The media focused on Ben Bradlee's doubts about Deep Throat, but the real story is the discrepancies between their original reporting and the established history of Watergate.
"Please don't use the presently existing literature as established fact," warned H.R. Haldeman, the former White House chief of staff to Richard Nixon, at a symposium on the Nixon presidency convened at Hofstra University in November 1987. "There's an enormous amount of gross inaccuracies in most of the present views regarding the totality and the specific segments of the Nixon presidency."
A brilliantly efficient chief of staff -- his communications operations marked a quantum leap over his predecessors' and helped shape the modern presidency -- Haldeman wound up disgraced, serving 18 months at Lompoc Federal Prison in his native California for his role in the Watergate cover-up. Few in the saga were more thoroughly vilified. At Lompoc, this devout Christian Scientist and former J. Walter Thompson executive, a man described by historian Richard Reeves as "a pre-computer organizational genius," toiled as a sewage chemist. Haldeman recalled at Hofstra how he used "the unenviable luxury of substantial time on my hands" to devour, in his cell, the established literature on Nixon and Watergate.
Armed with three highlighter pens of different colors, he underlined in red every statement of fact he knew, "of my own personal and absolutely certain knowledge," to be false. The color blue Haldeman used to highlight sentences he knew, with equal certitude, to be true. And yellow was reserved for those claims that even Haldeman, the White House aide who spent the most time in Nixon's Oval Office, could neither verify nor refute. "It was a fascinating exercise," he said -- and with discernible glee, he would tell you the book with the highest percentage of red lines, the lowest truth quotient: 1974's The Palace Guard by Dan Rather and Gary Paul Gates.
The gauntlet Haldeman threw down to scholars and historians a quarter-century ago was finally picked up last month. With unprecedented authority and devastating consequences, similarly fastidious scrutiny -- color-coding and all -- was belatedly applied to the most influential and celebrated Watergate book of them all: All the President's Men, by Carl Bernstein and Bob Woodward. This brave feat was performed in New York magazine, in its publication of excerpts from a new biography of legendary Watergate-era Washington Post editor Ben Bradlee. Yours in Truth: A Personal Portrait of Ben Bradlee was written by Jeff Himmelman, a thirty-something writer who had formerly served as a research assistant to both Bradlee and Woodward. And accompanying the article -- wham-o! - there it was: a graphic that deconstructed, line by line, page 212 of All the President's Men and used four different colors to do it. Except in this case, all of the colors highlighted statements Himmelman, knew to be false -- or at least highly misleading.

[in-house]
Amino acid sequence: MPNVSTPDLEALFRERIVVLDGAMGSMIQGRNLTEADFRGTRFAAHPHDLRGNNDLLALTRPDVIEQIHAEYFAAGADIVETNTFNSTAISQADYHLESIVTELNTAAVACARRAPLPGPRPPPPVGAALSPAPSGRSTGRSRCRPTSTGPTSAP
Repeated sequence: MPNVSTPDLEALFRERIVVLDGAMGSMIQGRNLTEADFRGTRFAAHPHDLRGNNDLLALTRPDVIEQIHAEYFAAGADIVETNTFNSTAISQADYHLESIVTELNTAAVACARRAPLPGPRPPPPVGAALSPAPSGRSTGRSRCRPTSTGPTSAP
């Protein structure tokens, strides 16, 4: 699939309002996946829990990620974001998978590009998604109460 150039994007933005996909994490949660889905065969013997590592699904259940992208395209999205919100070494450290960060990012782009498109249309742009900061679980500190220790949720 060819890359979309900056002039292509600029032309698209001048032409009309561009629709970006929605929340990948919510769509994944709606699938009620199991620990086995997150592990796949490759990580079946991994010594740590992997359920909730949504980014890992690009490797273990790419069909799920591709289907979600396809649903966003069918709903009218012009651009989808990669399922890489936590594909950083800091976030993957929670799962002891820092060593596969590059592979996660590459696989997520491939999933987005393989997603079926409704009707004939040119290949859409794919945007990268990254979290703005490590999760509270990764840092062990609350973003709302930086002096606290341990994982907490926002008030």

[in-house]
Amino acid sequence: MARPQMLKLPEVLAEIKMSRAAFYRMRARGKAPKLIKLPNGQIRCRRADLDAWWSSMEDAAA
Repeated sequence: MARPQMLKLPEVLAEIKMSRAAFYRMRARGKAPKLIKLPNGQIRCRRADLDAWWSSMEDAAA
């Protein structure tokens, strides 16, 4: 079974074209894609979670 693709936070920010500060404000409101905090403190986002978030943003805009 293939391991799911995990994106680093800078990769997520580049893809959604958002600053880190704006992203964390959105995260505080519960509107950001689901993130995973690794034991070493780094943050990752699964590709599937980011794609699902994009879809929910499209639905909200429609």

The passage in question recounted Bernstein's furtive December 1972 interview with a Washington, D.C., woman whom Himmelman -- using long-lost documents from Bradlee's own archives -- confirmed to have been a Watergate grand juror. In the passage, however, Bernstein had slyly led readers to believe that this source, whom he dubbed "Informant Z," was an employee of the Nixon White House or its 1972 campaign arm, the Committee to Re-Elect the President (CRP). Moreover, Woodward and Bernstein had spent decades -- decades! -- denying they had received information from any Watergate grand jurors.
Meanwhile, Himmelman also unearthed a 1990 interview with Bradlee in which he expressed profound misgivings about Woodward's whole story of his dealings with his shadowy Watergate source, Deep Throat. "Did that potted [plant] incident ever happen?" Bradlee mused, about the notion that Woodward used to move his flowerpot around on his balcony to signal for meetings with Deep Throat. Likewise, about Woodward's rendezvous in an Arlington, Virginia, parking garage with Deep Throat, Bradlee wondered: "One meeting in the garage? Fifty meetings in the garage? I don't know how many meetings [there were] in the garage." He added: "There's a residual fear in my soul that that isn't quite straight."
Within minutes of their publication online, Himmelman's excerpts touched off a media furor. Twitter was afire and the online community was astonished at the audacity of the younger man's patricide. Book reviews appeared alongside straight news articles reporting on Himmelman's revelations, complete with public statements by Bradlee and Woodward -- often as not, disparaging of Himmelman, a young man who had once practically lived with these people.
Despite the furor, the paucity of living individuals still knowledgeable about Watergate and the sheer number of Himmelman's Watergate bombshells combined to prevent his findings from receiving the kind of engaged critical attention, let alone acclaim, they deserved. Indeed, the vigor with which Woodward fought to prevent these disclosures from surfacing -- a series of tense personal encounters chronicled, in aching detail, by his former protege -- confirms their importance. Thanks to Himmelman, America's most revered journalist -- and by some measures her most successful non-fiction author -- felt the earth move under his feet a bit. And that doesn't happen to Bob Woodward very often.
The stuff about Bradlee naturally generated more buzz. Memories of his portrayal by Jason Robards in the film version of All the President's Men still linger. In his public statements about the Himmelman book, Bradlee sought to tamp down the controversy by arguing, in effect, that Woodward's scorecard in Watergate, the "details" about Deep Throat notwithstanding, was mostly exemplary. The Old Guard must have been on the right side of history because, as Bradlee's wife Sally Quinn noted in her statement: "Nixon resigned."